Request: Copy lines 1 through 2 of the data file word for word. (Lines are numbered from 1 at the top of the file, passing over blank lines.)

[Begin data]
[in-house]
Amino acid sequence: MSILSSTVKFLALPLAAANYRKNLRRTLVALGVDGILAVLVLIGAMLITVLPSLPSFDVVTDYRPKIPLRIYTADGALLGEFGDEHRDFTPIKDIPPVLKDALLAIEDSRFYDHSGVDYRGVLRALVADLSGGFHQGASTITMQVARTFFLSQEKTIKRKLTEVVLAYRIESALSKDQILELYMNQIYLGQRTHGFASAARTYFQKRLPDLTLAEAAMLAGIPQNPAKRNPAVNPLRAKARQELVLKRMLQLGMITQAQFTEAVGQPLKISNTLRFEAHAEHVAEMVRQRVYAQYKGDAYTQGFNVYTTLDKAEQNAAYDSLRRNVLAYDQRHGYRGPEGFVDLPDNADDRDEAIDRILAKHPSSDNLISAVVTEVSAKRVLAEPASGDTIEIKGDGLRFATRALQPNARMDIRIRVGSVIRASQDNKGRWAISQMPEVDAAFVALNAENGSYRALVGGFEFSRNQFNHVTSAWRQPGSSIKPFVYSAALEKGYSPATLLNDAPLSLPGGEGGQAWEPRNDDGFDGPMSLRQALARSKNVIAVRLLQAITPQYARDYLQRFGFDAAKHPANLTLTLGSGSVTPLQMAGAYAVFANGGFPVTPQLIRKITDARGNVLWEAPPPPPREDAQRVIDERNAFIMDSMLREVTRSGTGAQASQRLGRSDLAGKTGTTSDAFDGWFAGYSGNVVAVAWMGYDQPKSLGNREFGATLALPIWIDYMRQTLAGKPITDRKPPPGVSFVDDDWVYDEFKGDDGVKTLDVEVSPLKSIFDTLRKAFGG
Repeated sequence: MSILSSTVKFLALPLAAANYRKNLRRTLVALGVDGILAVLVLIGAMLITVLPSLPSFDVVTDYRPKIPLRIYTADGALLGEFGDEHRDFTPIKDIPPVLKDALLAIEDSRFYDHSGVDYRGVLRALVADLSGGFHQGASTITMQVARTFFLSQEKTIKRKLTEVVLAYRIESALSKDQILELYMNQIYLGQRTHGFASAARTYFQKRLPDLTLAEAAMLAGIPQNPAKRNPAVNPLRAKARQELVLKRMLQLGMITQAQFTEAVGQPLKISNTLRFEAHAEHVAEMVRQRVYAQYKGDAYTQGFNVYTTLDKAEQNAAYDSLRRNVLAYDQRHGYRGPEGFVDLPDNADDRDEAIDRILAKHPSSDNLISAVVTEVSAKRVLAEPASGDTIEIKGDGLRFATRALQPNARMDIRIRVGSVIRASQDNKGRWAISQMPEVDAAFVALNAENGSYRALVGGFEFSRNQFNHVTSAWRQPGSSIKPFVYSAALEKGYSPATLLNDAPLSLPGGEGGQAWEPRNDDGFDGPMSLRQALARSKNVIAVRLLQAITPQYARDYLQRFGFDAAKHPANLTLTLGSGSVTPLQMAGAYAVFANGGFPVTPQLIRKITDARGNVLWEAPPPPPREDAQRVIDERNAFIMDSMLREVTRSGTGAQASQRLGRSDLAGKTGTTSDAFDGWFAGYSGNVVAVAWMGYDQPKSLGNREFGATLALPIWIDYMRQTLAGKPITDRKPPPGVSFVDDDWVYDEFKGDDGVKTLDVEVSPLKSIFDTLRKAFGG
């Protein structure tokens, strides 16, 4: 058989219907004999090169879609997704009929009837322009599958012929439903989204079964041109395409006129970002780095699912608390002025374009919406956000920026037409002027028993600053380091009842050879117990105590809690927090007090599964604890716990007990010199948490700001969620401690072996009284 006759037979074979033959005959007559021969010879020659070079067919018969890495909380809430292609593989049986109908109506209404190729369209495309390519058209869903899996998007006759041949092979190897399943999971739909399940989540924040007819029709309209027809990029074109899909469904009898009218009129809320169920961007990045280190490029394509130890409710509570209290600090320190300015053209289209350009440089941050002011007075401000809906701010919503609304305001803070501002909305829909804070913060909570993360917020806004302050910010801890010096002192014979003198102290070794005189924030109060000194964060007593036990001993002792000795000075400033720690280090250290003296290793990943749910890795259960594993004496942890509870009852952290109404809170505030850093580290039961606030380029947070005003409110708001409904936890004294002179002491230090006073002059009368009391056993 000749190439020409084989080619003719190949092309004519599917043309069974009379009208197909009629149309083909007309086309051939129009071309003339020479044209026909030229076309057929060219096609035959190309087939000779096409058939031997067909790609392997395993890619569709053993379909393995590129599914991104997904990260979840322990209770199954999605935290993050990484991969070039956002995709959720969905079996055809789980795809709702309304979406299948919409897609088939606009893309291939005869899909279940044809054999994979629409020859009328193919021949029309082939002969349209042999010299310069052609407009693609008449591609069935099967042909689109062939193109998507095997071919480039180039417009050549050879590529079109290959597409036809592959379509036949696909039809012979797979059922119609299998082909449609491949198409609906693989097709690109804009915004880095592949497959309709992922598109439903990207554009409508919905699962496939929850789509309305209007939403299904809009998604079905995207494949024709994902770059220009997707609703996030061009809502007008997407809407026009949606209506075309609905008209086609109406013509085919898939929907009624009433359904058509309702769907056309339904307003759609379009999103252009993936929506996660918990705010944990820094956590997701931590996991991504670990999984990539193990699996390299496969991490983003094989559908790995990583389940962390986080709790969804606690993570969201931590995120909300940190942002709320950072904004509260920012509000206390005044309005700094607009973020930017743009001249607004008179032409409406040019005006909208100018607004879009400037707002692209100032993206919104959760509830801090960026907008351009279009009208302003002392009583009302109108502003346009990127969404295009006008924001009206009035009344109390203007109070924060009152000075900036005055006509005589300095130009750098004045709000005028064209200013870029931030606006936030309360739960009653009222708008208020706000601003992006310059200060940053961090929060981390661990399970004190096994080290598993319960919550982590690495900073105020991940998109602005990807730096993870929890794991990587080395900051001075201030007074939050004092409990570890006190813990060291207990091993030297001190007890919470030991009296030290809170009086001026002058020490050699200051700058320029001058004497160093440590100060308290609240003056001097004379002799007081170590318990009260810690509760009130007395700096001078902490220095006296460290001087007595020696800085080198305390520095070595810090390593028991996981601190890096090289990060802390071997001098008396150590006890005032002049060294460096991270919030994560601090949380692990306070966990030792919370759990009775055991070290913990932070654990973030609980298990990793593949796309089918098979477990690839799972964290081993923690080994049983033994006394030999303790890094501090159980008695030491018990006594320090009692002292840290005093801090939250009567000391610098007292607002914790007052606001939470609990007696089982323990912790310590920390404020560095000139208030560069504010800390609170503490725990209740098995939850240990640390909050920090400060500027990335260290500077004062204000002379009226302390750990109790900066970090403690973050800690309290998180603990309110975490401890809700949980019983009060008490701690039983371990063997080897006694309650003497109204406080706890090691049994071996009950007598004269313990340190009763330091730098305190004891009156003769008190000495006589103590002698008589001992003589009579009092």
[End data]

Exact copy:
[in-house]
Amino acid sequence: MSILSSTVKFLALPLAAANYRKNLRRTLVALGVDGILAVLVLIGAMLITVLPSLPSFDVVTDYRPKIPLRIYTADGALLGEFGDEHRDFTPIKDIPPVLKDALLAIEDSRFYDHSGVDYRGVLRALVADLSGGFHQGASTITMQVARTFFLSQEKTIKRKLTEVVLAYRIESALSKDQILELYMNQIYLGQRTHGFASAARTYFQKRLPDLTLAEAAMLAGIPQNPAKRNPAVNPLRAKARQELVLKRMLQLGMITQAQFTEAVGQPLKISNTLRFEAHAEHVAEMVRQRVYAQYKGDAYTQGFNVYTTLDKAEQNAAYDSLRRNVLAYDQRHGYRGPEGFVDLPDNADDRDEAIDRILAKHPSSDNLISAVVTEVSAKRVLAEPASGDTIEIKGDGLRFATRALQPNARMDIRIRVGSVIRASQDNKGRWAISQMPEVDAAFVALNAENGSYRALVGGFEFSRNQFNHVTSAWRQPGSSIKPFVYSAALEKGYSPATLLNDAPLSLPGGEGGQAWEPRNDDGFDGPMSLRQALARSKNVIAVRLLQAITPQYARDYLQRFGFDAAKHPANLTLTLGSGSVTPLQMAGAYAVFANGGFPVTPQLIRKITDARGNVLWEAPPPPPREDAQRVIDERNAFIMDSMLREVTRSGTGAQASQRLGRSDLAGKTGTTSDAFDGWFAGYSGNVVAVAWMGYDQPKSLGNREFGATLALPIWIDYMRQTLAGKPITDRKPPPGVSFVDDDWVYDEFKGDDGVKTLDVEVSPLKSIFDTLRKAFGG